DURING a recent talk in a school, I heard an inspiring story about some parents who decided to do something about the school traffic situation.
A year earlier, many parents had come forward to voice out concerns regarding the situation in front of the school. Every morning, there was a massive congestion when parents dropped their kids and nearby residents left for work.
Tempers flared occasionally and minor accidents were reported.
The parents then decided to take action. Through the Parents Teachers Association, they worked with the local authority to turn the road into a one-way street. However, the rule was blatantly ignored by a few drivers.
The parents brainstormed on how to deal with the problem. Options were presented, ranging from engaging a traffic warden to the extreme step of installing “tyre spikes”.
I’m not sure which option they finally chose but this is a fine example of what I call 10-90 Rule: 10 per cent complaining and 90 per cent taking action.
When things are not right, we should be the first to recognise and come forward to fix them because other people will have their own battles and priorities.
“If it is to be, it is up to me.” These are the most powerful bunch of two-letter words in the English language, first coined by William H. Johnsen, because they empower people to take action rather than wait for things to happen.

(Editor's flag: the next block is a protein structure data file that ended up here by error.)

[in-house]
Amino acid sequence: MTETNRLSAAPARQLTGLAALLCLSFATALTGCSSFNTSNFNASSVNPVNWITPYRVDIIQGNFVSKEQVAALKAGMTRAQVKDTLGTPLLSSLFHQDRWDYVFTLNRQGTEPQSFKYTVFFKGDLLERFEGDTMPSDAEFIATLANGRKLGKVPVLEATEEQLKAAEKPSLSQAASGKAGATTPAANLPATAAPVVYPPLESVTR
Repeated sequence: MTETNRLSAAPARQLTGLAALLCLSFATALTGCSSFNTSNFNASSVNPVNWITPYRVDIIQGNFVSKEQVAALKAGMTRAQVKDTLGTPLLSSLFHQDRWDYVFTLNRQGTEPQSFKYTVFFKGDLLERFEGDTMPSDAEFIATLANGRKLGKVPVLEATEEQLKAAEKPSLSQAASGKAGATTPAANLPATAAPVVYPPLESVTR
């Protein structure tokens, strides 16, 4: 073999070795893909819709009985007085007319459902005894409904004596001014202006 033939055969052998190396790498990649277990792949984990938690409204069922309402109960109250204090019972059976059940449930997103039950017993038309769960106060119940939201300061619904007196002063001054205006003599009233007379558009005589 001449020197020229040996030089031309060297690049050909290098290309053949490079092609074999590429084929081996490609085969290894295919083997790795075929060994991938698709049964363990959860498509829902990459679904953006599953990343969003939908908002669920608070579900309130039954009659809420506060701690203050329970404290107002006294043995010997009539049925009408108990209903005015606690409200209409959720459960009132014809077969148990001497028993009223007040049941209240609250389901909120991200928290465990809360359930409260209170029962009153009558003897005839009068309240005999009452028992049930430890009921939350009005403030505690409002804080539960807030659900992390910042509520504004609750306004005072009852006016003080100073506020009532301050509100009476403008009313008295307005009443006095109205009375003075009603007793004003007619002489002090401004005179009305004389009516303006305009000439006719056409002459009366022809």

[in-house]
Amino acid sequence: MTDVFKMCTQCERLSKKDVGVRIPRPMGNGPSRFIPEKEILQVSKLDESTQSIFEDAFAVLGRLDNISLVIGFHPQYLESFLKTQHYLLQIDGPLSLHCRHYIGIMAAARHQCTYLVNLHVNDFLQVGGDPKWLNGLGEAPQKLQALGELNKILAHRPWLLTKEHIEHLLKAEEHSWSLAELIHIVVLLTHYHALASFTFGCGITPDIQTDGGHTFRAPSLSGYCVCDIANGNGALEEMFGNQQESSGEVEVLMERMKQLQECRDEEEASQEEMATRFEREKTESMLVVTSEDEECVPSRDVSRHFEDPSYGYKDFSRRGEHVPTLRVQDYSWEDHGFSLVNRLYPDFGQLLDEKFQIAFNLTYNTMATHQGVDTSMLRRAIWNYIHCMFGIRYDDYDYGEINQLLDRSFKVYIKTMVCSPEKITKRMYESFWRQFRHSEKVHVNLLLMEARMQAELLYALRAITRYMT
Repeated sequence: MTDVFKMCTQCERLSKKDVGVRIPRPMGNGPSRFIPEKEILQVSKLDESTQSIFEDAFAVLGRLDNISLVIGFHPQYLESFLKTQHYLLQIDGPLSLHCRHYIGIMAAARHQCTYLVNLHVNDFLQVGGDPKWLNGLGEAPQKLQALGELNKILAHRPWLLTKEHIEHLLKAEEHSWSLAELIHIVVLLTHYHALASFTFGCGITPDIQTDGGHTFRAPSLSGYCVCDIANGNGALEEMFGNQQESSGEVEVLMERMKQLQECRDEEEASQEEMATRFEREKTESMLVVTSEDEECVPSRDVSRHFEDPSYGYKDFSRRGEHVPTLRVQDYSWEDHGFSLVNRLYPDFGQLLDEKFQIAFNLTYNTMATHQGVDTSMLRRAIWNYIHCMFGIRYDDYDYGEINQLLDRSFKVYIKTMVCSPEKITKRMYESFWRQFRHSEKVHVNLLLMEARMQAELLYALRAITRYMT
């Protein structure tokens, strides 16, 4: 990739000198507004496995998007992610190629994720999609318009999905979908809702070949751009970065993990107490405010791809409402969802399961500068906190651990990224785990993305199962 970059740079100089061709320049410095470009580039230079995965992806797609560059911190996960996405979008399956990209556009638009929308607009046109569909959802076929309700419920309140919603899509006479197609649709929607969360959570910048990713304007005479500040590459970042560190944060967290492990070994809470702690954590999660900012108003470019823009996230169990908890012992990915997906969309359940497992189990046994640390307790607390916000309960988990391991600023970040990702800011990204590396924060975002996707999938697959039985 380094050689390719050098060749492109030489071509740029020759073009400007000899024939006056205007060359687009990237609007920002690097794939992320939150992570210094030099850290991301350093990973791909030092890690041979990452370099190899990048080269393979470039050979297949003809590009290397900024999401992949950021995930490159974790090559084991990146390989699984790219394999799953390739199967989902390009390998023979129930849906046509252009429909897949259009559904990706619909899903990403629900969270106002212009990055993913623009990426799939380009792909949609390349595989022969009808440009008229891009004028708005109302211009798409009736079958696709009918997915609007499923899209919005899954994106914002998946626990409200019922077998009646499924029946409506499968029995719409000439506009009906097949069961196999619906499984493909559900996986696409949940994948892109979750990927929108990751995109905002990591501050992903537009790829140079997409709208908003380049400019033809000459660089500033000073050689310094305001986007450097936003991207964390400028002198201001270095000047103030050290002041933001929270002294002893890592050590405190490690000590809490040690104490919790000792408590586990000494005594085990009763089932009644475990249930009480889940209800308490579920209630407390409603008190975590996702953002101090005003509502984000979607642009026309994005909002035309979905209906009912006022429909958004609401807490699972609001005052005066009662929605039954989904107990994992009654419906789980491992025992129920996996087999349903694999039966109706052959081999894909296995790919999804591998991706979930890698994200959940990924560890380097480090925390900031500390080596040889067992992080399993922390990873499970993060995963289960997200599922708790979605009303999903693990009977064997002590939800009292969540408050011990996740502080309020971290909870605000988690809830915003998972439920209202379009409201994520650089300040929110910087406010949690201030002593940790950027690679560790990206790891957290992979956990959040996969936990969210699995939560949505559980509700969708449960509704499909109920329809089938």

Reckless drivers always upset me. What more if the road is right in front of a school where children may just dash out of nowhere in their fun chase with friends.
On more than one occasion, I have had to play traffic warden because some drivers do not care to slow down, let alone stop, for the poor children who are trying to cross the street.
It’s so liberating and fulfilling when we choose to take action. It’s not about trying to be a “hero” or something. It is just about doing what’s right.
We can also put this concept to work at home. Instead of just complaining about how children misbehave, go down to see what is causing the problem.
Are the little ones getting enough attention? What kind of attitudes are they having? Take action to correct the situation. If our daily schedules are too full, cut something out. If our priorities do not include the family, change them right away.
Be aware that each action (or inaction) comes with a consequence. Playing and spending time with our children today will create a strong bond that may prove useful in their teenage years.
Our loving actions today will help shield them from temptations and negative elements tomorrow. Our active involvement in their studies now will push
them to do better in the coming examinations. Just a few minutes of quality time together is usually enough to create a lasting impact.
In life, we will always have a choice of “to do” or “to ignore”. By doing something about the things that we firmly believe need fixing, we are not only making this world a better place to live but we also experience a sense of achievement.
The writer is a certified parental coach and author of two best-selling books, Smart Parents, Brighter Kids and Smart Parents, Richer Kids. Catch him at his Smart Parenting seminar on April 9 (Shah Alam), April 15 (Smart Kids Education Fair) and April 30 (Miri). Details at www.SmartParents.com.my or write to him at email@example.com